I do not forget the position assumed by some, that constitutional questions are to be decided by the Supreme Court; nor do I deny that such decisions must be binding in any case, upon the parties to a suit, as to the object of that suit, while they are entitled to very high respect and considerations, in all parallel cases by all other departments of the government. And while it is obviously possible that such a decision may be erroneous in any case, still the evil effect following it, being limited to the particular case, with the chance that it may be overruled and never become precedent for other cases, can better be borne than could the evils of a different practice. At the same time the candid citizen must confess that if a policy of the government upon vital questions affecting the whole people, is to be irrevocably fixed by decisions of the Supreme Court, the instant they are made, in ordinary litigation between parties in personal actions, the people will have ceased to be their own rulers having to that extent, practically resigned their government, into the hands of eminent tribunal.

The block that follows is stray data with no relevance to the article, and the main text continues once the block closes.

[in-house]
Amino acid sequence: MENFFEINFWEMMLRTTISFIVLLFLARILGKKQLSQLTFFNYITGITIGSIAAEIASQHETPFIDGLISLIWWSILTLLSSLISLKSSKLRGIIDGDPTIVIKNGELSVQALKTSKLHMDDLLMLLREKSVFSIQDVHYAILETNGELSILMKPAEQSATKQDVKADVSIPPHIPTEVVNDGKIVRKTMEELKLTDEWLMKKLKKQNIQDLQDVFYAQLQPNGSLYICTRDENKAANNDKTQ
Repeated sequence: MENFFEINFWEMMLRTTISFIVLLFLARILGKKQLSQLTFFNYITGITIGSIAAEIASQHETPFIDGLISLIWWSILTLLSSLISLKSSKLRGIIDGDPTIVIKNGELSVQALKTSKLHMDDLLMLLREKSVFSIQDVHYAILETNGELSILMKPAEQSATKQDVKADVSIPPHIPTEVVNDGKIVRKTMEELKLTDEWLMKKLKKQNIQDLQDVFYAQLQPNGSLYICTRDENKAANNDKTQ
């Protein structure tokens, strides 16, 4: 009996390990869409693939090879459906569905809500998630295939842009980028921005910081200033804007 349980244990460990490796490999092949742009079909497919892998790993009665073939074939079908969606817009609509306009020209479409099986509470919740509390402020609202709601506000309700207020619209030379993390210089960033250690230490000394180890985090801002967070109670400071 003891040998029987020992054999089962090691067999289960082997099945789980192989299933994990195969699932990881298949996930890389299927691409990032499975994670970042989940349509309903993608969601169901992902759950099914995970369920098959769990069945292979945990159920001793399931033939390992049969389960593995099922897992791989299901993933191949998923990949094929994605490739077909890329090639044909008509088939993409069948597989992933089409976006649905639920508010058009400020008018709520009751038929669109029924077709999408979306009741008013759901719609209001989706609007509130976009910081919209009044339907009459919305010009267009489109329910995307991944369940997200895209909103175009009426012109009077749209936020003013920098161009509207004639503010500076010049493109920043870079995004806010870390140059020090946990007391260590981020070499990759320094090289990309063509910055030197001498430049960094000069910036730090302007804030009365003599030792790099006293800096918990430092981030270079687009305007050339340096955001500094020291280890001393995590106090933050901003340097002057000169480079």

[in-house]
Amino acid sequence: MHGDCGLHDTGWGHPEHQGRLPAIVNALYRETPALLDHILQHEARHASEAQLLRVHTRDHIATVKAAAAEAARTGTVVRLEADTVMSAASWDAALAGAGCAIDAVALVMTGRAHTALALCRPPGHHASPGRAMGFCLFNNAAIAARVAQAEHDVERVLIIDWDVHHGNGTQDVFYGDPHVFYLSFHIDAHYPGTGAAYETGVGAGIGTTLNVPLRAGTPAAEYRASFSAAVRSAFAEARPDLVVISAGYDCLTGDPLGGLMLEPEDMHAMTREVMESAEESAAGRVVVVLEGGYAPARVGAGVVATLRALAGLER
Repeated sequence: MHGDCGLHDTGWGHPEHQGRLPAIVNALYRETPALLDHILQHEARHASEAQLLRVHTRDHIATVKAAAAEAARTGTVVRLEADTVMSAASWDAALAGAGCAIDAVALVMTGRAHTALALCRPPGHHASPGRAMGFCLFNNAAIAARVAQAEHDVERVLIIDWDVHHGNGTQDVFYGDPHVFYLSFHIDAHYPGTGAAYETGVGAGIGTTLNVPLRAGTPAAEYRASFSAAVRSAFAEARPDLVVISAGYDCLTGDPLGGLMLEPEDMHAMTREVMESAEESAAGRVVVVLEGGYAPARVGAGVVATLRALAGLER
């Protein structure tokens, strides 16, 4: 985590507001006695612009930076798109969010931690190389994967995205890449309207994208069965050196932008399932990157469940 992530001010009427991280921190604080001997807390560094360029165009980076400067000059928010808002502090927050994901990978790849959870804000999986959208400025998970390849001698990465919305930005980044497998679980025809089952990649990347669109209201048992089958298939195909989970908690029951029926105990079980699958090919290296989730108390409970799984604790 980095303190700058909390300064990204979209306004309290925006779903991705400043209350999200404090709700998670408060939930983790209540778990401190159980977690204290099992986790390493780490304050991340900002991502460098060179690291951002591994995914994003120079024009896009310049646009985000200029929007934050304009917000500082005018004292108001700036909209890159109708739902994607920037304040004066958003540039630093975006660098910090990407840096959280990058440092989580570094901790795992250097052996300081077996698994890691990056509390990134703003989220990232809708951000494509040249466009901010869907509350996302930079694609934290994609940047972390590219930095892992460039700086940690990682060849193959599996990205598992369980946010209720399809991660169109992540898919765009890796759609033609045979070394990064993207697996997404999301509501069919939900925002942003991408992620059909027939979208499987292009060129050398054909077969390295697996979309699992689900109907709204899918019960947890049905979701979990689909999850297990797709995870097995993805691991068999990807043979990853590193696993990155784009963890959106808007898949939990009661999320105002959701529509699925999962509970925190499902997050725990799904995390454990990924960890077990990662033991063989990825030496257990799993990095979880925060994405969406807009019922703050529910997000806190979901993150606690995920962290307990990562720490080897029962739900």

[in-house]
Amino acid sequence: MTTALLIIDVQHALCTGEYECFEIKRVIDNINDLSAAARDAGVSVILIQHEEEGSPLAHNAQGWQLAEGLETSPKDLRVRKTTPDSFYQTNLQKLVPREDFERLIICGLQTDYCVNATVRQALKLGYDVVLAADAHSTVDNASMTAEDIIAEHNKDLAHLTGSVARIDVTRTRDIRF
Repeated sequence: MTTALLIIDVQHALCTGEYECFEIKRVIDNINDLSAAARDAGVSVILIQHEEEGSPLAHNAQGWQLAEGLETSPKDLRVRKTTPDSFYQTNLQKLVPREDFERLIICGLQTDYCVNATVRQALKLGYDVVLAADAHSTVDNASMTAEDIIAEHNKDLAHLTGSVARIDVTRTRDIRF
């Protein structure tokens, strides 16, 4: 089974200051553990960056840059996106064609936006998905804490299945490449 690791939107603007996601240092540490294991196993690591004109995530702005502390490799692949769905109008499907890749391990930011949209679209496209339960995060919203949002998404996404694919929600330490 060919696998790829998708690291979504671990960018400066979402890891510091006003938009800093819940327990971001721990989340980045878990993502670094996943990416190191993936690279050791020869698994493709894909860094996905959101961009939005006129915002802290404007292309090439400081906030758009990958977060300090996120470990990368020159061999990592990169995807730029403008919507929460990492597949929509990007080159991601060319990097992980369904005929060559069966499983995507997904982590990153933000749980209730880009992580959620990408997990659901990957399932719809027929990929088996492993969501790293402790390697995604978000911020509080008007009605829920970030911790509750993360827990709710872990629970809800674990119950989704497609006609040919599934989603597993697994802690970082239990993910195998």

"The accumulation of all powers, legislative, executive, and judiciary, in the same hands, whether of one, a few, or many, and whether hereditary, selfappointed, or elective, may justly be pronounced the very definition of tyranny. Were the federal Constitution, therefore, really chargeable with the accumulation of power, or with a mixture of powers, having a dangerous tendency to such an accumulation, no further arguments would be necessary to inspire a universal reprobation of the system."
The purpose seems to be to clarify, from the President's point of view, what the law says, as the clarity of complex laws is often not great.
Under Meese's direction in 1986, a young Justice Department lawyer named Samuel A. Alito Jr. wrote a strategy memo [PDF] about signing statements. It came to light in late 2005, after Bush named Alito to the Supreme Court.
In the memo, Alito predicted that Congress would resent the president's attempt to grab some of its power by seizing 'the last word on questions of interpretation." He suggested that Reagan's legal team should 'concentrate on points of true ambiguity, rather than issuing interpretations that may seem to conflict with those of Congress."
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